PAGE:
Van der Poel’s compatriot Hennie Kuiper, two-time vice-champion of the Tour de France, was apocryphally quoted in Tim Krabbé The horseman on the theme of energy expenditure: “Running is licking your opponent’s plate before setting off on your own. Van der Poel offered his rivals a three-course meal of energy-consuming decisions.And yet he could still launch an elemental ferocity attack even if defending race champion Tadej Pogačar and his shadow Primož Roglič were the only riders able to follow his Colbrelli pursuit. Pogacar, who is no stranger to upsetting the Tour de France by acts of bicycle violence, did not bother to follow Van der Poel’s departure, and said so: he could have followed, he would have done. The rest of the Tour ended up in a fight for a very distant second place.
By taking the yellow jersey on the Côte de Mûr-de-Bretagne, Van der Poel did in two days what his late grandfather Raymond Poulidor never succeeded at 14 Tours. The feat and emotional resonance made Van der Poel cry, and cycling fans cried. Van der Poel runs with locked caps; there is nothing in the matter of subtlety, finesse or art. Physiologists can trace his ability to accelerate again even as his body returns to its cyclo-cross efforts, or note that his father and maternal grandfather were both world-class pros, but what made him really separate from everyone in the Mûr-de-Bretagne peloton that was it: chaos.
Chaos is in the air at the 2021 Tour de France. It drifts along the race like the sea breezes blowing northeast over Brittany from the Atlantic coast, carried by the air like salt. Van der Poel is an agent of chaos; he profits. Ditto with yesterday’s winner Julian Alaphilippe. It’s not just the racing style of the two yellow jerseys in the race so far. The chaos on Stage 1 was literal: falls, strains and a cardboard sign with a simple salute to the incumbent’s grandparents disrupted, baffled and inflicted physical pain and injury to the peloton.
The Tour de France is an eternal struggle between control and chaos. Over the past decade and more, control has won. The history of modern cycling is one of organized and strong teams that stifle the industry and the ambition of more aggressive riders and teams, and we all know which team I’m primarily talking about. The chaos is hidden under a thin veneer, but above all, the Tour is the most controlled race in the world of professional cycling.
But chaos has won so far in this Tour. The contrast between the two competing and conflicting approaches to cycling can be summed up by the contradictory approaches of Van der Poel and the Ineos Grenadiers in the last 25 kilometers of today’s stage. Ineos, which has been more responsible than any other team in the history of cycling for crushing offensive ambition with cold, harsh organizational logic, physiological superiority and control, has come through an absolutely classic stage. With 23 km to go and the peloton intact, they had a full complement of eight riders lined up on the right side of the peloton at the front. They seemed… in control. The fourth category climb through the village of Mûr-de-Bretagne and then the first climb of the final climb cost them two riders, but they still led the peloton between the last two climbs with a line of six. One by one, their riders led and then took off in slow motion and over long distances: Van Baarle, Geoghegan Hart, then Kwiatkowski in the final climb, and Porte le Haut with the two leaders of the general classification Carapaz and Thomas in his wake. .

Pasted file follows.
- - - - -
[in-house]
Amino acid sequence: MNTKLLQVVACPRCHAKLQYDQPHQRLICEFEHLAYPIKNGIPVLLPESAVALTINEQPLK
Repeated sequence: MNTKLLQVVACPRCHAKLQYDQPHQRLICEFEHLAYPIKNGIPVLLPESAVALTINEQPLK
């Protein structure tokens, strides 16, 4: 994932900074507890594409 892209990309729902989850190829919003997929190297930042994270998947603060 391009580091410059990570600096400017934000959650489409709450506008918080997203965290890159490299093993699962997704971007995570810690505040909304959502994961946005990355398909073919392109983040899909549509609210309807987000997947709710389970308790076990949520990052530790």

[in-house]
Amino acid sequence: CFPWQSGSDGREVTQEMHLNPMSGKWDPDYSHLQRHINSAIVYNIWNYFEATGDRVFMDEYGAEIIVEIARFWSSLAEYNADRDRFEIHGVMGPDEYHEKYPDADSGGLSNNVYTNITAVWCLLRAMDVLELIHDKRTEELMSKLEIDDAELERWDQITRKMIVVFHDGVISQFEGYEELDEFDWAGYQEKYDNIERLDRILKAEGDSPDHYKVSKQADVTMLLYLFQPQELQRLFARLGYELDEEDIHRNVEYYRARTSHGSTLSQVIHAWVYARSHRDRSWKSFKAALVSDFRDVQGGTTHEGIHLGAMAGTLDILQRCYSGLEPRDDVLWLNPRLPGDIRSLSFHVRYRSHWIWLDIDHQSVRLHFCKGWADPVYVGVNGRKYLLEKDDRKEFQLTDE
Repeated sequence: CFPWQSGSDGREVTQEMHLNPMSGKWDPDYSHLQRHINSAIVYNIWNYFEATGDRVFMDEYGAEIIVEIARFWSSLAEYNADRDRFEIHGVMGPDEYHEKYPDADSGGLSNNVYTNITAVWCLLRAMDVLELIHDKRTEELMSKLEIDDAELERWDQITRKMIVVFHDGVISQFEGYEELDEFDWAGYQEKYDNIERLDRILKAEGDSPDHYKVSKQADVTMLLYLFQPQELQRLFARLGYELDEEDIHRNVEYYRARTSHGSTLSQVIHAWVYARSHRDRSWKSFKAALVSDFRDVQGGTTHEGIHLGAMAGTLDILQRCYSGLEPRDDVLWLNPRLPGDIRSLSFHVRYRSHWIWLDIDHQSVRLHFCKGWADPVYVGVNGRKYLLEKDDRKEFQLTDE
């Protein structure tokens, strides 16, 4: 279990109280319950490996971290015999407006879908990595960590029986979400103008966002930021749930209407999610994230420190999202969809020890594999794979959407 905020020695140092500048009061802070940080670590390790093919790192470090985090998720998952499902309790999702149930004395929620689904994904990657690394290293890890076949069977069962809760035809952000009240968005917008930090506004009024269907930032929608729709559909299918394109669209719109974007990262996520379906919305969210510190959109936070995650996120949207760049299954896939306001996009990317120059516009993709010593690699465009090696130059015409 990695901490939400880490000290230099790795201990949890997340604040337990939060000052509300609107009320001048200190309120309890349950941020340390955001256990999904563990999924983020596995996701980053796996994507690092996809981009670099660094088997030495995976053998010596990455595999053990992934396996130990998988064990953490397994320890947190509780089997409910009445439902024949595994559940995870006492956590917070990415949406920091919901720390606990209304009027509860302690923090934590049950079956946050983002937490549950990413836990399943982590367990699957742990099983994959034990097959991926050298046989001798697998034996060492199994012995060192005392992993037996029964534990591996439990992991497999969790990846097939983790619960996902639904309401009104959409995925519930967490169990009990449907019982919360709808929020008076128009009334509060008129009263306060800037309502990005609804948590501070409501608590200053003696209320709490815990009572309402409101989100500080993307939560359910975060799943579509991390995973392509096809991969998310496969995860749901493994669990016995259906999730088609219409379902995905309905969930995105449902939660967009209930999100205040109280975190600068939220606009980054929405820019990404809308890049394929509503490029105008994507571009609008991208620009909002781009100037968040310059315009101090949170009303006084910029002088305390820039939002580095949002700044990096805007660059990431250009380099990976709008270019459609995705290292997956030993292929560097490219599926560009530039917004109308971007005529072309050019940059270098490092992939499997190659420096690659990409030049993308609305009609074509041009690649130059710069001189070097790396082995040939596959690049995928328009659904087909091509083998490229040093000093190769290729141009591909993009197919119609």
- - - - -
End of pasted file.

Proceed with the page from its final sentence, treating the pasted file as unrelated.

But this is the old way. Ineos was perhaps the most efficient and logical race and maintained an illusion of control. But cracks emerged, not only in their inability to face Van der Poel, but also in the fact that Geraint Thomas was dropped and conceded 23 seconds to the Dutchman and 15 to several of his overall rivals. So far in 2021, chaos has overcome control.
Maybe it’s just Brittany. There are still two stages to go in France’s craziest cycling region, but the route will calm down, level out and probably favor the stage 3 sprinters. But at the same time, the Tour 2021 is not still settled. And it is the riders who refuse to be constrained by the received wisdom, standard tactics and control instincts of established cycling that have thrived.
Edward Pickering is the editor of Procycling magazine.
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